Mangos is, in our opinion, Jaffna's best (and most famous) restaurant and there the masala dosa is the best we’v ever had. We were worried that this tourist-popular spot might not live up to the hype, but we can absolutely say that we had some of our best meals in Sri Lanka here. It was so good in fact, that we went back twice!

If you’re a vegetarian in Jaffna, you’re well catered for. Sri Lanka is one of the most vegetarian and vegan-friendly countries in the whole world, thanks in large part to its predominantly Buddhist and Hindu population.

While in Jaffna, we recommend trying the masala dosa, onion bhaji, as well as any of the traditional south Indian curries, including crab curry (Mim’s fave!).

Delicious south Indian style food in Jaffa | Jaffna travel tips

Plan your ultimate getaway: the best 3-week Sri Lanka itinerary


#8 It’s easy to get around Jaffna

One of the joys of visiting countries like Sri Lanka, India or any in south east Asia is that it’s super easy to get around.

Simply walking out of your accommodation will be greeted with a beep and a call of “tuk tuk”. It’s bloody wonderful and Jaffna is no different.

There are a plethora of tuk tuks servicing the town, and a simple wave will grab their attention. Tuk Tuks are also quite cheap in Jaffna - we found them much cheaper than many places in the south.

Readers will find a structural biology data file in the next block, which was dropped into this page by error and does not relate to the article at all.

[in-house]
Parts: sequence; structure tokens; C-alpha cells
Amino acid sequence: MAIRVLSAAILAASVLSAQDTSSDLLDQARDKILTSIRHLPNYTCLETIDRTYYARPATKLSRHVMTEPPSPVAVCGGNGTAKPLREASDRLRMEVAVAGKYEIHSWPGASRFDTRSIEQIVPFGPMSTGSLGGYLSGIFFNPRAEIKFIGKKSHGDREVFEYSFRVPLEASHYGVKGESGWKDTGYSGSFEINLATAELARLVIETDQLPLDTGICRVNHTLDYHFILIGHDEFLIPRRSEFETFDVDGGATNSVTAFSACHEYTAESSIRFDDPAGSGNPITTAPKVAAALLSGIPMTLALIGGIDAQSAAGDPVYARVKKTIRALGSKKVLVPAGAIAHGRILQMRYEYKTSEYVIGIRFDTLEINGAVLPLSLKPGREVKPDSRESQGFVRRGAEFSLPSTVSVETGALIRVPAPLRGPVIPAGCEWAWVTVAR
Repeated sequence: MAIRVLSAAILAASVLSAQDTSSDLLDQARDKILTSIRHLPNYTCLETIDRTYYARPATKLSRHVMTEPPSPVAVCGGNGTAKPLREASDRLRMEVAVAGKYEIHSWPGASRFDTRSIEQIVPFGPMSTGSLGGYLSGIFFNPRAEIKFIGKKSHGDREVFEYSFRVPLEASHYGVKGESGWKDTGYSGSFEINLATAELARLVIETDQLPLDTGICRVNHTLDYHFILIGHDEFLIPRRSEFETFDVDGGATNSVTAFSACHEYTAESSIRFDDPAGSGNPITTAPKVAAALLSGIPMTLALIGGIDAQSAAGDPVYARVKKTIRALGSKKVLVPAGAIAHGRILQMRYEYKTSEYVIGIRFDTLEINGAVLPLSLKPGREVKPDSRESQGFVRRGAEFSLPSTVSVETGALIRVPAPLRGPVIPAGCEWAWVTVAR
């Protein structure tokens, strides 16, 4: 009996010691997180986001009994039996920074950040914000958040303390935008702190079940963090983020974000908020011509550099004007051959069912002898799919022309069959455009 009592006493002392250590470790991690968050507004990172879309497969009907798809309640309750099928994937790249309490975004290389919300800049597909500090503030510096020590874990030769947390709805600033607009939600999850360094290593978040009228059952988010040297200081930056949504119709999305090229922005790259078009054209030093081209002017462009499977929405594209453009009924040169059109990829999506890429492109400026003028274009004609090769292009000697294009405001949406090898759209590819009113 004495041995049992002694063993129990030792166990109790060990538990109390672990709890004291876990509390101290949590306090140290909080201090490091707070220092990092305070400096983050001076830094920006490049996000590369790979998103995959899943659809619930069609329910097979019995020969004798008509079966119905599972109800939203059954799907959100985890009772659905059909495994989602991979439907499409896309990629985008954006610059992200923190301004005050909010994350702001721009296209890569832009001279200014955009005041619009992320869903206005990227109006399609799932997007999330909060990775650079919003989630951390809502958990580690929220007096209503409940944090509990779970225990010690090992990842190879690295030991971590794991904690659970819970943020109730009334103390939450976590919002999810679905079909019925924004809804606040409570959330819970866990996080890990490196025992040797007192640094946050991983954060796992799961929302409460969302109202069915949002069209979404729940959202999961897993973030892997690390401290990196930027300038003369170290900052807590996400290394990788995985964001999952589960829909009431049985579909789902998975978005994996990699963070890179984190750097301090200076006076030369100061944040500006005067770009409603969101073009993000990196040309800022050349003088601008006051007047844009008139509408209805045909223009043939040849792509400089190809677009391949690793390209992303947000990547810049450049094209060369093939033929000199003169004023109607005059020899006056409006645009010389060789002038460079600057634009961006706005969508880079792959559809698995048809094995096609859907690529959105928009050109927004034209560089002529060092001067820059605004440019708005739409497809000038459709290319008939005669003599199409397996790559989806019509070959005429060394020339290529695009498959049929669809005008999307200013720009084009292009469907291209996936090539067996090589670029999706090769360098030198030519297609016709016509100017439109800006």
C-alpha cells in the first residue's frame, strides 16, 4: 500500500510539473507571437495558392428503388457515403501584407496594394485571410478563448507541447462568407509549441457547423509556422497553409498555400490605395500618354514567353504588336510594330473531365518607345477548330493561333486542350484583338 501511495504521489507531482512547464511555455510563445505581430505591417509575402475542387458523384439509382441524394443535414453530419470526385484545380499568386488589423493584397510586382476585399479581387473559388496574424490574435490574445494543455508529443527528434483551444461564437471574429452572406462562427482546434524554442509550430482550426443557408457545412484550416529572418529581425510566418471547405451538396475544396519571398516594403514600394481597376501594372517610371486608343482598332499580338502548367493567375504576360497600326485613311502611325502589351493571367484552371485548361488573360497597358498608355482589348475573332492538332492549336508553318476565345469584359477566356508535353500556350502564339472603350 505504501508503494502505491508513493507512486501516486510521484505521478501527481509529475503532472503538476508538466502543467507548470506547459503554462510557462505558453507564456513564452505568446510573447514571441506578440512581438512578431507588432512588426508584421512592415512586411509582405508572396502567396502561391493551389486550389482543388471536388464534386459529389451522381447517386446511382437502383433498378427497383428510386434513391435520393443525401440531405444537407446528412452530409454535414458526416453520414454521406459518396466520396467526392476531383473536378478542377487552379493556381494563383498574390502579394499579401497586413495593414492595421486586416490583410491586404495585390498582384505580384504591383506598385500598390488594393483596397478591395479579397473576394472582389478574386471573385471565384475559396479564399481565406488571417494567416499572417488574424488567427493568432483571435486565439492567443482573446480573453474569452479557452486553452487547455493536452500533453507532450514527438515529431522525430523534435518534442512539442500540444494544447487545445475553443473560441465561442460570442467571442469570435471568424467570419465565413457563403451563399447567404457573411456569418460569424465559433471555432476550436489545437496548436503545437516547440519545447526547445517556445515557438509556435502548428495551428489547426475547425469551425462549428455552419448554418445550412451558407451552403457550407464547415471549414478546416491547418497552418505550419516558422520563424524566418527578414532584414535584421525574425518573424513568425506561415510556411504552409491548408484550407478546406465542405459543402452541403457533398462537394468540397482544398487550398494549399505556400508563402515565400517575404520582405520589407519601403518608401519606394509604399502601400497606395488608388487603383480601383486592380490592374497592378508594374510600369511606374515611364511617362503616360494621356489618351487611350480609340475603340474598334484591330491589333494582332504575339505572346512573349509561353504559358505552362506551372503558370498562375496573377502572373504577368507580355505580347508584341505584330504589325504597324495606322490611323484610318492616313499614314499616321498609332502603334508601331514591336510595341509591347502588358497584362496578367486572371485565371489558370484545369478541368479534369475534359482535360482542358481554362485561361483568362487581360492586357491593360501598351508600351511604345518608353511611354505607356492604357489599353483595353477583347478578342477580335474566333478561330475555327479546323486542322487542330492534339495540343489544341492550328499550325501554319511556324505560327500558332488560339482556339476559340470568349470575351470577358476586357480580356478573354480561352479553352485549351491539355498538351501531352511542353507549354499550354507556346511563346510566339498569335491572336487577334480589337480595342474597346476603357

If you’re looking to go further, such as Delft Island or the main Jaffna tourist attractions to the north, buses, much like the south, service almost all corners of the city and surrounds. Jaffna’s main bus stand is located right in the centre of the town and is the hub for all things buses. Just be warned - like all Sri Lanka buses, they’re a little crazy.


#9 It’s safe in Jaffna, but be aware of your surroundings

Although we can only comment on our own personal experiences, we believe Jaffna is safe for tourists.

Despite having been through a tumultuous few decades during the bitter civil war that raged between the Tamils and Sinhalese, Sri Lanka, and Jaffna, felt incredibly safe.

We walked around at night, jumped aboard random tuk tuks for sunrise photo missions, strolled through the markets, caught local buses and ate in very local establishments. At NO time did we feel unsafe.